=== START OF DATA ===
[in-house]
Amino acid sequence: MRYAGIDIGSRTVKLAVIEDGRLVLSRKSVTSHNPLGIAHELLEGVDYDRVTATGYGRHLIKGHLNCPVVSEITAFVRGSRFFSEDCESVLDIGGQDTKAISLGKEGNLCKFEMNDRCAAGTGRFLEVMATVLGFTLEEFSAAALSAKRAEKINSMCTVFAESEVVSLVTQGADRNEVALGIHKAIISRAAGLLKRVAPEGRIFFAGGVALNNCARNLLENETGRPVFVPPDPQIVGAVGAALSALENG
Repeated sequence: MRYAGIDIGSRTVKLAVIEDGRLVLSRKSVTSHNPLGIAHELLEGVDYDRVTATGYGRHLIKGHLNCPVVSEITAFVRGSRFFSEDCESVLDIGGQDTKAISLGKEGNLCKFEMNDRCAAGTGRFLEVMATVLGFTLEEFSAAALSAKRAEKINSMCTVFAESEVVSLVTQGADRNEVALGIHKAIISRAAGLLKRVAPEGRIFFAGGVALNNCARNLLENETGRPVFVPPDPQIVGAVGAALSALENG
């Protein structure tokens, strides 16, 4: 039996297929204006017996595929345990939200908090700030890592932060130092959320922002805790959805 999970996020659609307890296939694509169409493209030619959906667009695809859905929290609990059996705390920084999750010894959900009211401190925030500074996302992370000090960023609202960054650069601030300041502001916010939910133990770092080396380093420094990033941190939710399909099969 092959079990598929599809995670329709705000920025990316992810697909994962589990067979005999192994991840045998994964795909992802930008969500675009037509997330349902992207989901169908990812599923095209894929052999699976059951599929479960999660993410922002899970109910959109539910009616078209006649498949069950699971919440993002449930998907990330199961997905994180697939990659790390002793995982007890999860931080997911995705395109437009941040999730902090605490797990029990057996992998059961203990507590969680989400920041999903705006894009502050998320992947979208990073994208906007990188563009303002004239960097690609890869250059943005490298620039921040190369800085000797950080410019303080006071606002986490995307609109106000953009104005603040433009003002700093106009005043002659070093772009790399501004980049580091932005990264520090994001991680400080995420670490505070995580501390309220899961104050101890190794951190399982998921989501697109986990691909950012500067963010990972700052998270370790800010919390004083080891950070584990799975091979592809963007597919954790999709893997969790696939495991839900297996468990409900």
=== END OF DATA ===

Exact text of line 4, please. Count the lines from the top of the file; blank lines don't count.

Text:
């Protein structure tokens, strides 16, 4: 039996297929204006017996595929345990939200908090700030890592932060130092959320922002805790959805 999970996020659609307890296939694509169409493209030619959906667009695809859905929290609990059996705390920084999750010894959900009211401190925030500074996302992370000090960023609202960054650069601030300041502001916010939910133990770092080396380093420094990033941190939710399909099969 092959079990598929599809995670329709705000920025990316992810697909994962589990067979005999192994991840045998994964795909992802930008969500675009037509997330349902992207989901169908990812599923095209894929052999699976059951599929479960999660993410922002899970109910959109539910009616078209006649498949069950699971919440993002449930998907990330199961997905994180697939990659790390002793995982007890999860931080997911995705395109437009941040999730902090605490797990029990057996992998059961203990507590969680989400920041999903705006894009502050998320992947979208990073994208906007990188563009303002004239960097690609890869250059943005490298620039921040190369800085000797950080410019303080006071606002986490995307609109106000953009104005603040433009003002700093106009005043002659070093772009790399501004980049580091932005990264520090994001991680400080995420670490505070995580501390309220899961104050101890190794951190399982998921989501697109986990691909950012500067963010990972700052998270370790800010919390004083080891950070584990799975091979592809963007597919954790999709893997969790696939495991839900297996468990409900």